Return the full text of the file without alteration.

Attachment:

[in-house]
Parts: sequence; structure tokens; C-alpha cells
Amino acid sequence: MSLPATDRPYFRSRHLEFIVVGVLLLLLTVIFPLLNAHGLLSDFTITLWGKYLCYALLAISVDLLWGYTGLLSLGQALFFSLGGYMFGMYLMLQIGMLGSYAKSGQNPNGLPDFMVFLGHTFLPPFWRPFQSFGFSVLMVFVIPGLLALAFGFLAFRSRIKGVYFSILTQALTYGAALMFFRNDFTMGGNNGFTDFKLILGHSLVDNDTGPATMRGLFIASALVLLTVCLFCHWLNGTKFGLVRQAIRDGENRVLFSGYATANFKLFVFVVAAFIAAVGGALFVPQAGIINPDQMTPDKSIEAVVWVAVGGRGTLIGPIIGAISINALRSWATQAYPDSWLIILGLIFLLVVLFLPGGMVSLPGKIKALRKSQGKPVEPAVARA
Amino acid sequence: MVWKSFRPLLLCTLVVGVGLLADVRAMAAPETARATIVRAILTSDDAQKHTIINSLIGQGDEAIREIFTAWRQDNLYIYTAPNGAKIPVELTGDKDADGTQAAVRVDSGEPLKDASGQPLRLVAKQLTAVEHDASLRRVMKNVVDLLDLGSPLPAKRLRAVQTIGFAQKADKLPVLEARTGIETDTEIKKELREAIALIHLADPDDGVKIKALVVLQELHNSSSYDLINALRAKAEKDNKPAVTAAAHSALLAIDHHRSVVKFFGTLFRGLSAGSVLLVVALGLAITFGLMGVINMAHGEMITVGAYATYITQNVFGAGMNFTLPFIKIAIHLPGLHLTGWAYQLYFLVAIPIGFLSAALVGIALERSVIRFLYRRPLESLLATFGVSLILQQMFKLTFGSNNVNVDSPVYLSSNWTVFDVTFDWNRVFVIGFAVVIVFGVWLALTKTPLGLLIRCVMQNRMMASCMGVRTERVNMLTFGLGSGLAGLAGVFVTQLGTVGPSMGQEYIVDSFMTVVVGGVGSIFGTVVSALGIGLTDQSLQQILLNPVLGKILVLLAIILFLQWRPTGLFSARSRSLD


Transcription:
[in-house]
Parts: sequence; structure tokens; C-alpha cells
Amino acid sequence: MSLPATDRPYFRSRHLEFIVVGVLLLLLTVIFPLLNAHGLLSDFTITLWGKYLCYALLAISVDLLWGYTGLLSLGQALFFSLGGYMFGMYLMLQIGMLGSYAKSGQNPNGLPDFMVFLGHTFLPPFWRPFQSFGFSVLMVFVIPGLLALAFGFLAFRSRIKGVYFSILTQALTYGAALMFFRNDFTMGGNNGFTDFKLILGHSLVDNDTGPATMRGLFIASALVLLTVCLFCHWLNGTKFGLVRQAIRDGENRVLFSGYATANFKLFVFVVAAFIAAVGGALFVPQAGIINPDQMTPDKSIEAVVWVAVGGRGTLIGPIIGAISINALRSWATQAYPDSWLIILGLIFLLVVLFLPGGMVSLPGKIKALRKSQGKPVEPAVARA
Amino acid sequence: MVWKSFRPLLLCTLVVGVGLLADVRAMAAPETARATIVRAILTSDDAQKHTIINSLIGQGDEAIREIFTAWRQDNLYIYTAPNGAKIPVELTGDKDADGTQAAVRVDSGEPLKDASGQPLRLVAKQLTAVEHDASLRRVMKNVVDLLDLGSPLPAKRLRAVQTIGFAQKADKLPVLEARTGIETDTEIKKELREAIALIHLADPDDGVKIKALVVLQELHNSSSYDLINALRAKAEKDNKPAVTAAAHSALLAIDHHRSVVKFFGTLFRGLSAGSVLLVVALGLAITFGLMGVINMAHGEMITVGAYATYITQNVFGAGMNFTLPFIKIAIHLPGLHLTGWAYQLYFLVAIPIGFLSAALVGIALERSVIRFLYRRPLESLLATFGVSLILQQMFKLTFGSNNVNVDSPVYLSSNWTVFDVTFDWNRVFVIGFAVVIVFGVWLALTKTPLGLLIRCVMQNRMMASCMGVRTERVNMLTFGLGSGLAGLAGVFVTQLGTVGPSMGQEYIVDSFMTVVVGGVGSIFGTVVSALGIGLTDQSLQQILLNPVLGKILVLLAIILFLQWRPTGLFSARSRSLD